“The real world is where healthy relationships actually have to move from chemistry to construction.” – Di Wilson, It’s Time
This awesome little quote comes from a fantastic book by a new friend of mine, Di Wilson. Di Pastors Newport Church in Newport, CA alongside her husband Jonathan Wilson, and it’s just incredible to see what God is doing through the two leaders over on the West Coast. We are using Di’s book as a discussion catalyst for our sisterhood leadership development groups.
In our first group we talked about the demands placed upon our relationships as we move from simply hanging out and being friends with people (chemistry) to the sometimes sticky situation of trying to be their friend and their leader (construction). As leaders we have all had to face this subtle shift in our relationships with others at one time or another. It can be awkward — even uncomfortable. Here are some of the ways the girls in my group and I have successfully navigated this transition:
• Keep your identity strong and focused.
Before you are a leader, a pastor, a blogger, a wife, a mom, a daughter, a student, or whatever…you are first and foremost child of God. Keep that identity front and center. It is this core aspect of who you are in Christ that has to drive all of your decisions and your direction in life. Don’t lose sight of it.
• Stay honest and open.
You will have to engage in some tense and uncomfortable conversations with friends sometimes – nobody likes doing that! I have learned that It’s ok to acknowledge that the conversation is difficult for you. It’s ok to say, “I don’t like having conversations like this, but it’s a conversation we have to have. It makes me uncomfortable to bring this up with you as a friend, but as your leader I have a responsibility to do it.” (Be careful about crossing the fine line of creating an “us against them” scenario by saying something like, “I really wouldn’t care if it was just up to me, but you know how ______ is about stuff like this, so let’s make sure it doesn’t keep happening.” That’s a subtle way of passing off leadership responsibility to the people above you, and it will ultimately bring division and poor morale to the team.)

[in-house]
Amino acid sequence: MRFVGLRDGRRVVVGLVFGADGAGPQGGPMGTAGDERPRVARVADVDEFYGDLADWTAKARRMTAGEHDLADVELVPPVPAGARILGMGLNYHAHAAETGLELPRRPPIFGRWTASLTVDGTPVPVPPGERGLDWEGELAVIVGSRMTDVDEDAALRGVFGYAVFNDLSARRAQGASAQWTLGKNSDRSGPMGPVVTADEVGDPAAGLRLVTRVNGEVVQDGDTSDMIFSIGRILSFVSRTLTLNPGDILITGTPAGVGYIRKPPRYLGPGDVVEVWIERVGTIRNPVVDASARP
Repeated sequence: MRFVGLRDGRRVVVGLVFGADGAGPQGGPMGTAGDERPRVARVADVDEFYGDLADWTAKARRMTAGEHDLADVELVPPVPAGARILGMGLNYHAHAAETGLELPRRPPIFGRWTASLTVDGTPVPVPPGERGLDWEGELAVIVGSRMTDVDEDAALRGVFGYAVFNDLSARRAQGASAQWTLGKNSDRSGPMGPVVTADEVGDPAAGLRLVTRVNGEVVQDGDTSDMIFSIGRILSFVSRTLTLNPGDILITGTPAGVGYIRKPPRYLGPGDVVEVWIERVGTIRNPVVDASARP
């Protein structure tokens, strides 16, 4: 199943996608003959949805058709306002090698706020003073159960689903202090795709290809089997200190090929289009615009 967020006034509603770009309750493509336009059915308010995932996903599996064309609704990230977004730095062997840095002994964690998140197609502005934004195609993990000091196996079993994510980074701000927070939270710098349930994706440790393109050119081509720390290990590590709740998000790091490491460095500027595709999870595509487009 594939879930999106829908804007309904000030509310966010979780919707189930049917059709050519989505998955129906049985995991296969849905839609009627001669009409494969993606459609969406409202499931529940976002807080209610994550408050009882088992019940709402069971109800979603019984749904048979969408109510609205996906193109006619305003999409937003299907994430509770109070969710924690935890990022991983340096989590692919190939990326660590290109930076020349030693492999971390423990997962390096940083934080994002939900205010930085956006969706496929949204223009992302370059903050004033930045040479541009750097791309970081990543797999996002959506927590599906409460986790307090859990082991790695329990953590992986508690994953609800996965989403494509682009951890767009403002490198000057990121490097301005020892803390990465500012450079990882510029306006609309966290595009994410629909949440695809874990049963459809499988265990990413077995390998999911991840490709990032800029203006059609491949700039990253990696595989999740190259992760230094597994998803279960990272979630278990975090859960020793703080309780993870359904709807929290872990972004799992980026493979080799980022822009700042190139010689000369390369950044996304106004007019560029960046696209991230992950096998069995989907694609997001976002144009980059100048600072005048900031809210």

• Don’t put off the hard talk for too long.
You would be amazed at how many people on your team are compensating for the lack of performance or commitment of just one person. Meanwhile they are looking at you – the leader—wondering when you are going to notice and step in and do something about it! There is a tension between being kind and letting one team member consistently lower the moral and productivity of the team. Effective leaders know how to balance that tension – and when to tip the scales in one direction or another.
• Come to the discussion with specific examples, a plan of action, and at least one great thing to share about the person you are talking to.
Sometimes we can get so nervous about having difficult conversations with people ( I always get nervous!) that we try to get the painful part over as quickly as possible. As a result, the person we are talking with feels attacked, misunderstood, and that their positive contributions have not be taken into account. Relax and take your time – the person on your team is worth it! Coming up with things to praise helps soften the blow a bit and let’s your friend know that you notice the positive things they are doing. Having specific examples isolates the behavior rather than heaping general displeasure on their head. Having a plan of action to fix the problem says, “I believe in you. I love having you on the team, so I put effort into finding a way to make that work for both of us.”
Now it’s your turn. Have you had to move into a leadership role over people who are your friends? Did it impact your friendships in any way? How do you handle difficult discussions that sometimes must be had? I would love to hear from you!